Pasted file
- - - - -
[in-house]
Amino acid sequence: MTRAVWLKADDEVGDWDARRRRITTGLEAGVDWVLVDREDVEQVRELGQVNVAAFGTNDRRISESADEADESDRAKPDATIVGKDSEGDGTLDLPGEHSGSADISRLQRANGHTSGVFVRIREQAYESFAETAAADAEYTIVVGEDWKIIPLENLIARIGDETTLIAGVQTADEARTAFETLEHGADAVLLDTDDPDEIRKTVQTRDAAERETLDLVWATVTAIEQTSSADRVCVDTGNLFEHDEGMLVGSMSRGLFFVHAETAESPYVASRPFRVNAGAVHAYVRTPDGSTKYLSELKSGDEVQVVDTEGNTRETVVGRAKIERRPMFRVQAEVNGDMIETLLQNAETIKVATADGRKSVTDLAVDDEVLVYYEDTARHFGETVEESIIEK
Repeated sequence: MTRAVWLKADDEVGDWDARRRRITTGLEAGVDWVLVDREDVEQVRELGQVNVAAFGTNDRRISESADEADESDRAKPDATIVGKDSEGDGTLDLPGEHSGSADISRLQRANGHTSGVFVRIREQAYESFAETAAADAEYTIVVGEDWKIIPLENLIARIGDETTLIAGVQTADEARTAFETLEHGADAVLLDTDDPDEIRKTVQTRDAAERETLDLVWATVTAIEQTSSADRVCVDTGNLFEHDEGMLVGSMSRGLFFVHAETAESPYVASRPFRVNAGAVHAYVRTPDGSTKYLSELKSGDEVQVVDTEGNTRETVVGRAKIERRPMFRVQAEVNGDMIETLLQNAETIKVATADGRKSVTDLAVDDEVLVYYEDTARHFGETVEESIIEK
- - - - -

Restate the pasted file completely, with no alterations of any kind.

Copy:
[in-house]
Amino acid sequence: MTRAVWLKADDEVGDWDARRRRITTGLEAGVDWVLVDREDVEQVRELGQVNVAAFGTNDRRISESADEADESDRAKPDATIVGKDSEGDGTLDLPGEHSGSADISRLQRANGHTSGVFVRIREQAYESFAETAAADAEYTIVVGEDWKIIPLENLIARIGDETTLIAGVQTADEARTAFETLEHGADAVLLDTDDPDEIRKTVQTRDAAERETLDLVWATVTAIEQTSSADRVCVDTGNLFEHDEGMLVGSMSRGLFFVHAETAESPYVASRPFRVNAGAVHAYVRTPDGSTKYLSELKSGDEVQVVDTEGNTRETVVGRAKIERRPMFRVQAEVNGDMIETLLQNAETIKVATADGRKSVTDLAVDDEVLVYYEDTARHFGETVEESIIEK
Repeated sequence: MTRAVWLKADDEVGDWDARRRRITTGLEAGVDWVLVDREDVEQVRELGQVNVAAFGTNDRRISESADEADESDRAKPDATIVGKDSEGDGTLDLPGEHSGSADISRLQRANGHTSGVFVRIREQAYESFAETAAADAEYTIVVGEDWKIIPLENLIARIGDETTLIAGVQTADEARTAFETLEHGADAVLLDTDDPDEIRKTVQTRDAAERETLDLVWATVTAIEQTSSADRVCVDTGNLFEHDEGMLVGSMSRGLFFVHAETAESPYVASRPFRVNAGAVHAYVRTPDGSTKYLSELKSGDEVQVVDTEGNTRETVVGRAKIERRPMFRVQAEVNGDMIETLLQNAETIKVATADGRKSVTDLAVDDEVLVYYEDTARHFGETVEESIIEK